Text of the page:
The tension between Rory McIlroy and Patrick Reed was hard to ignore at the Hero Dubai Desert Classic after their early week exchange/non-exchange became the talk of Golf Twitter.
That the tournament came down to a Monday dual between the duo on the opposite sides of the PGA Tour/LIV Golf divide only heightened the final-round drama, McIlroy making birdie on the last hole to pull out a one-shot victory.
Afterward, McIlroy acknowledged he felt extra motivation during the final round with Reed being the golfer making the charge. “Did I want to win? Yes. Was there added incentive because of who was up there? Absolutely.”
Yet McIlroy hasn’t always had issues with Reed; he’s even been one of his bigger defenders over the years. In the wake of various rules controversies that Reed had been involved in, and the public backlash that Reed has received, McIlroy argued that the criticism had been overblown.
“I don’t think it would be a big deal if it wasn’t Patrick Reed,” McIlroy said after Reed’s bunker issue, where he was penalised two strokes, at the 2019 Hero World Challenge.
“It’s almost like, a lot of people within the game, it’s almost like a hobby to sort of kick him when he’s down. . . . It’s hard, because you try to give the player the benefit of the doubt, right?”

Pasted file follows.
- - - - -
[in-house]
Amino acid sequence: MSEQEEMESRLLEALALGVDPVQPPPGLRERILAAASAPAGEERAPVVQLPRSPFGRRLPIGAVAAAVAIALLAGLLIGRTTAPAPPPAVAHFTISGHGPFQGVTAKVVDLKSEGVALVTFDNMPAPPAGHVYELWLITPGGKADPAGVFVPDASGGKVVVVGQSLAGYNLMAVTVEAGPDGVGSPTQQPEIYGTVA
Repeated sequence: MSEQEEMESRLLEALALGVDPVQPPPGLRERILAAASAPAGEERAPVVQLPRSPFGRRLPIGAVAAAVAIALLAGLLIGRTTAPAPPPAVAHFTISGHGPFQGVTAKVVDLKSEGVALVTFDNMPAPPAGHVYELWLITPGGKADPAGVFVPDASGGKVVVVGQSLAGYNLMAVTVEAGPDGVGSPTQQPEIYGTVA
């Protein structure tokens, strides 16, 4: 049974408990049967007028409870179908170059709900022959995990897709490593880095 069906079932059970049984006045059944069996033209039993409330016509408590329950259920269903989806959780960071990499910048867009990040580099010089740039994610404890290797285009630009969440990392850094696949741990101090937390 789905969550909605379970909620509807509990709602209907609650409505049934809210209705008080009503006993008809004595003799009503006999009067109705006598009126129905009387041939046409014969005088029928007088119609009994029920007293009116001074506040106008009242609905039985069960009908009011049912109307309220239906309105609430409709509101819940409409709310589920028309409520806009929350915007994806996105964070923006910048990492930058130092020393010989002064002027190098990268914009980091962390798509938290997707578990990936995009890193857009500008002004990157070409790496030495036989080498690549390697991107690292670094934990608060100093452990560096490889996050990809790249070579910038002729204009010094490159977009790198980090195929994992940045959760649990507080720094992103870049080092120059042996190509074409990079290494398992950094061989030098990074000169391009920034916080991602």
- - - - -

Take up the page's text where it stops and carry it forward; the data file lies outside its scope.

So where would McIlroy stand when asked about Reed’s latest rules run-in? On Saturday during the third round in Dubai, Reed’s drive on the 17th hole at Emirates Golf Club got stuck in a tree and required binoculars to be identified.
While a DP World Tour rules official worked with Reed in the search for his ball and talked through how to proceed after being satisfied the ball was properly identified, some, notably Golf Channel’s Brandel Chamblee, wondered if Reed was looking in the correct tree after seeing video of the shot.
McIlroy, however, wasn’t one of them, instead seemingly having Reed’s back once more.
“I felt it was fine,” McIlroy said.
“If it had been anyone else in the field it would have been a nonissue, but because of certain things in the past, people bring stuff up, which is maybe unfair in some ways.
“But again, it is what it is. I’ve stood and defended Patrick in some of the controversies. I don’t feel like he was trying to get any advantage.”
Neither did the DP World Tour, which issued a statement on Saturday reiterating its position that Reed handled the situation correctly.
Suffice it to say, it says something about McIlroy that he could compartmentalise his personal frustrations with Reed that he voiced earlier in the week and speak up for him in this different instance. — GolfDigest